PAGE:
Fort Greene needs a bookstore, a baker and the modern equivalent of a candlestick-maker: a hardware store.
That’s a central finding of the Fort Greene Retail Survey, which asked 380 people what they most wanted to see in the neighborhood — and the result was a fairly uniform frustration with the current retail options.
And not just in the upscale part of Fort Greene. The Fort Greene Association, which conducted the survey, sought comments from senior center patrons to residents of the Ingersoll and Whitman Houses.
“We were happy to see that people generally wanted very similar things [despite where they lived],” said Steve Sachs, a member of the polling committee.
Here’s a quick rundown of the results.
• In the “retail” category, 74 percent of respondents said they wanted, above all else, a bookstore — something Sachs attributes to the “artistic and eclectic feel” of the neighborhood. Fortunately for bibliophiles, Jessica Stockton Bagnulo, the recent winner of a small business award from the Brooklyn Public Library, is considering opening up a bookstore in Fort Greene.
• Fifty-four percent of respondents said they’d also like a seafood store. Clearly, there is more demand than Duncan’s Fish Market, on Myrtle Avenue between Clermont and Vanderbilt avenues, can handle.
• In the “restaurant” category, 57 percent wanted a bakery, and 46 percent said that the neighborhood needed a 24-hour diner.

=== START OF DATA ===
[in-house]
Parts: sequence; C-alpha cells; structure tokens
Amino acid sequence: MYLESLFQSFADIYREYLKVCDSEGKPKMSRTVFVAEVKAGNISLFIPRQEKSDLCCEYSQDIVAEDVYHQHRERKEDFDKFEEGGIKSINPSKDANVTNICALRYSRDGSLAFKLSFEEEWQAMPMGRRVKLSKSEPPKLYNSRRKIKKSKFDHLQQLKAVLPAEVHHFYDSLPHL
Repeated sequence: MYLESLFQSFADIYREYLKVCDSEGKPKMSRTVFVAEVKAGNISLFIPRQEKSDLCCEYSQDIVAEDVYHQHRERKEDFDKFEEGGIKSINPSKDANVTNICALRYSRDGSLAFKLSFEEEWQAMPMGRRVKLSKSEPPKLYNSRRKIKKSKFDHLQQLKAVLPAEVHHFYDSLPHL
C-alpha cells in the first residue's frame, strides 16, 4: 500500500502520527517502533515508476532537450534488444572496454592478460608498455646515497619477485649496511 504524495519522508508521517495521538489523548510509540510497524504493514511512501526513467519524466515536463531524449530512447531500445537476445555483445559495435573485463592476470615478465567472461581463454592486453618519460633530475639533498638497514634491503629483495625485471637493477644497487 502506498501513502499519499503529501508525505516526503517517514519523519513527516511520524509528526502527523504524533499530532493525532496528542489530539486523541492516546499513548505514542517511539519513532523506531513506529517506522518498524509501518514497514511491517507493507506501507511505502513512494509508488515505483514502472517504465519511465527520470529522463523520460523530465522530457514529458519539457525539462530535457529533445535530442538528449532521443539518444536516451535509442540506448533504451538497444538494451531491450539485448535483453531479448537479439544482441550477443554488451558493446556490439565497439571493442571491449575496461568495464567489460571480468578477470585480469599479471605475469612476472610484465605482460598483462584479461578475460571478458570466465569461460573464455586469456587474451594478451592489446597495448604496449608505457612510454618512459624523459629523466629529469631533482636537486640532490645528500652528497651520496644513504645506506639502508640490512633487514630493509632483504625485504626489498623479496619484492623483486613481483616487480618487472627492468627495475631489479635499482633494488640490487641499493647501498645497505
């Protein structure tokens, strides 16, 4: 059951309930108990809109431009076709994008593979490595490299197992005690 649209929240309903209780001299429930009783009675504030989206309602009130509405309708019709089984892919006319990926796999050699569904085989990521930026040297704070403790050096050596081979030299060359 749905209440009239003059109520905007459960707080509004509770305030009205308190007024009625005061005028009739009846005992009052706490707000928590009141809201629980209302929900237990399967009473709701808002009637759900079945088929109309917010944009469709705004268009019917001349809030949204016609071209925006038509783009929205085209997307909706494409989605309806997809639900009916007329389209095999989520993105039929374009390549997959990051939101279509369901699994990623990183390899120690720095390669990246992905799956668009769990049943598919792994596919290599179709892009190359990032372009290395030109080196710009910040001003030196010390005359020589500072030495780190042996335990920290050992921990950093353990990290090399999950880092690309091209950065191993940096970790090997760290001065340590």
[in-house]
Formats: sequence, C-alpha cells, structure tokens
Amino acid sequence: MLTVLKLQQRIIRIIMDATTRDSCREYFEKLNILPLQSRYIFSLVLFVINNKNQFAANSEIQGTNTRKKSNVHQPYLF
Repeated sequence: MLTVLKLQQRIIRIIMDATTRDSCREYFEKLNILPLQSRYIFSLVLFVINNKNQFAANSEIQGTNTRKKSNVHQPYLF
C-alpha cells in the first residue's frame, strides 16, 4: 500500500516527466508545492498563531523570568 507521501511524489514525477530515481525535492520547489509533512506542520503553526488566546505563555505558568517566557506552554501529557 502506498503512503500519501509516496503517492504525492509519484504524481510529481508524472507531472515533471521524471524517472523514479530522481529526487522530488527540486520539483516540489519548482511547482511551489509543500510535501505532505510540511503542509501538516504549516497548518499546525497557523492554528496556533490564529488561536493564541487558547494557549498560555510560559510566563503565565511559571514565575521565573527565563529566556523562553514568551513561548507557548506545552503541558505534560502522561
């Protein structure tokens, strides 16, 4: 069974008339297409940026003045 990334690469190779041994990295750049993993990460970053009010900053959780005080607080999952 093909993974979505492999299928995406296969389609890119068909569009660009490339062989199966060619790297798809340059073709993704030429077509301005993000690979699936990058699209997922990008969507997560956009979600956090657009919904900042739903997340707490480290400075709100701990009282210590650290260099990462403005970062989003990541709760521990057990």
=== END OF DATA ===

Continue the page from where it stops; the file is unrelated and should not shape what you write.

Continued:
• In the “services” category, a hardware store topped the list among 54 percent of those surveyed. A bank was cited by 43 percent of respondents. In an unrelated development, a Carver-Federal Savings Bank is opening on Myrtle Avenue, the second Carver (and the second bank) in the neighborhood.
• African-Americans ranked supermarkets as their first choice.
Most horrifyingly (for Fort Greene businessowners, that is) was this finding: Eighty-three percent of residents said they go to other neighborhoods — or to Manhattan! — for better retail options.
Ludlow Beckett, the owner of Yu, a Greene Avenue home furnishings shop, said he wasn’t surprised by the latter.
“A large percentage do their shopping outside the area,” said Beckett, who has owned Yu for eight years.
“Part of it is the new residents are coming from Manhattan and that is where they work or where they’re accustomed to shopping.”
That may be changing. After all, the Target at Atlantic Terminal is the chain’s busiest store in the country — and the company is adding a second Target in a new high-rise that’s under construction on nearby Flatbush Avenue Extension near DeKalb Avenue.